Ethiopian forces blocked people from the country's embattled Tigray region from crossing into Sudan on Thursday at the busiest crossing point for refugees, Sudanese forces said.
Their account follows allegations by refugees in previous days of Ethiopian forces stopping people from fleeing the month-old deadly conflict in Tigray.
The Sudanese forces, speaking on condition of anonymity because they weren't authorized to discuss the events, said people tried to cross from Ethiopia around 6 a.m. to Hamdayet in Sudan but were stopped, and refugees waiting on the Sudan side became upset and began throwing rocks.
The Sudanese forces then cleared the area, and on Thursday evening they confirmed that the border crossing remained closed.
Tensions have been rising at the border in recent days as the flow of Ethiopians crossing has slowed to hundreds per day from several thousands.
A senior Ethiopian government official who has served as spokesman during the conflict did not immediately respond to a request for comment.
The European Union's crisis management commissioner Thursday urged the Ethiopian government to restore communications in its northern Tigray region and called on both sides to cease hostilities.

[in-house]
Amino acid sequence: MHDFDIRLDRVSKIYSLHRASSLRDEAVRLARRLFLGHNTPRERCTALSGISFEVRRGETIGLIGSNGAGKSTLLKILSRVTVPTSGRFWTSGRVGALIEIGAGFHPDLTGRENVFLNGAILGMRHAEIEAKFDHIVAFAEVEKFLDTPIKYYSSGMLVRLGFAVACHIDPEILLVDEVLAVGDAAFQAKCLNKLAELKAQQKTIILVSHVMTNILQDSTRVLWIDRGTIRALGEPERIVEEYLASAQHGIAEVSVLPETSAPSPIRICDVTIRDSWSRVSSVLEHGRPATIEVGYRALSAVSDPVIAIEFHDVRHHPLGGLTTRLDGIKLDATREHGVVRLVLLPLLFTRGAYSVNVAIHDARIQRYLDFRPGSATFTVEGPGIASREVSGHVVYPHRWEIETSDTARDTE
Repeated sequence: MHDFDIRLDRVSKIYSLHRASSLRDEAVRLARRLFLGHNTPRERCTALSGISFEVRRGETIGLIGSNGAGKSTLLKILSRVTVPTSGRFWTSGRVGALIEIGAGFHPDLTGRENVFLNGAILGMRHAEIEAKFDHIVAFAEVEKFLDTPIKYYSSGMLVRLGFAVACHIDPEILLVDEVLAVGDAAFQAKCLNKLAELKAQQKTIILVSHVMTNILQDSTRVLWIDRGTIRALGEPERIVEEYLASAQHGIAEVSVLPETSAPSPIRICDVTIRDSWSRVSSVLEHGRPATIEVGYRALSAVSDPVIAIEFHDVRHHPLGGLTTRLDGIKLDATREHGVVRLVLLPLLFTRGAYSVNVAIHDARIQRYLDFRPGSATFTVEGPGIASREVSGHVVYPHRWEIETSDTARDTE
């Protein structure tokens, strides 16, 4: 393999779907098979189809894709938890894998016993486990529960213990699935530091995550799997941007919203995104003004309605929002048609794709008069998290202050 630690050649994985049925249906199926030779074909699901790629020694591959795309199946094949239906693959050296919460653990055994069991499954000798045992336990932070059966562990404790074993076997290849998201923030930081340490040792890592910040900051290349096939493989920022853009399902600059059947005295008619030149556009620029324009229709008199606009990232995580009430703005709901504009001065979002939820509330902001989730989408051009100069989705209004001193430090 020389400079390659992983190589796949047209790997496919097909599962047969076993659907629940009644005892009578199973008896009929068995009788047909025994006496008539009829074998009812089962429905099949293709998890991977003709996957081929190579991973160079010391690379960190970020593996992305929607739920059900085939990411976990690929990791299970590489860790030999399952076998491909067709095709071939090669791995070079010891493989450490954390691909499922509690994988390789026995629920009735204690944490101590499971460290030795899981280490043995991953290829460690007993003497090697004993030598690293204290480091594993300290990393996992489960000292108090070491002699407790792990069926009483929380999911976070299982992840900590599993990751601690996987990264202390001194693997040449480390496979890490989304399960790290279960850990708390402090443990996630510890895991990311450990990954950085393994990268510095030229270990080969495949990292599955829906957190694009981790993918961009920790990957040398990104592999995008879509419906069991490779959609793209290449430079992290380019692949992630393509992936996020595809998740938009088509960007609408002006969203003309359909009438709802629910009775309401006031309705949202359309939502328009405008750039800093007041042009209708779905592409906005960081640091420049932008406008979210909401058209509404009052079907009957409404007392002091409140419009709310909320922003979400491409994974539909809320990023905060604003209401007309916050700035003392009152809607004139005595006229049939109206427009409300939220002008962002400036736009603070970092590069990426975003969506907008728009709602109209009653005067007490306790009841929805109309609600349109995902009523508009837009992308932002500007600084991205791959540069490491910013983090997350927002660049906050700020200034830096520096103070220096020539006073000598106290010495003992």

"I urge... the Ethiopian authorities to lift the communication blockade," Janez Lenarcic said at Um Raquba camp in neighboring Sudan, where he spoke with Ethiopian refugees who had fled their homeland over the last month.
Ethiopia's Prime Minister Abiy Ahmed last month ordered military operations against the northern Ethiopian region's ruling party, the Tigray People's Liberation Front (TPLF), in response to what he said were attacks on Ethiopian federal army camps.
Tens of thousands of refugees have since poured into eastern Sudan, with many complaining that they have not been able to re-establish contact with those left behind or lost on the scramble to leave due to a communications blackout.
"I spoke with a number of refugees in this camp today and what is perhaps most painful to hear is that they have zero information... about their relatives and friends who stayed behind," Lenarcic said.
Abiy on Saturday claimed the conflict was over after federal troops took control of the Tigrayan capital, Mekele, but the TPLF threatened a full-scale counter-offensive on Wednesday.
Lenarcic also urged Ethiopia's government to provide access for humanitarian workers and goods, while calling on both sides to "cease the hostilities".
Ethiopia has formally granted the United Nations access to deliver aid to Tigray.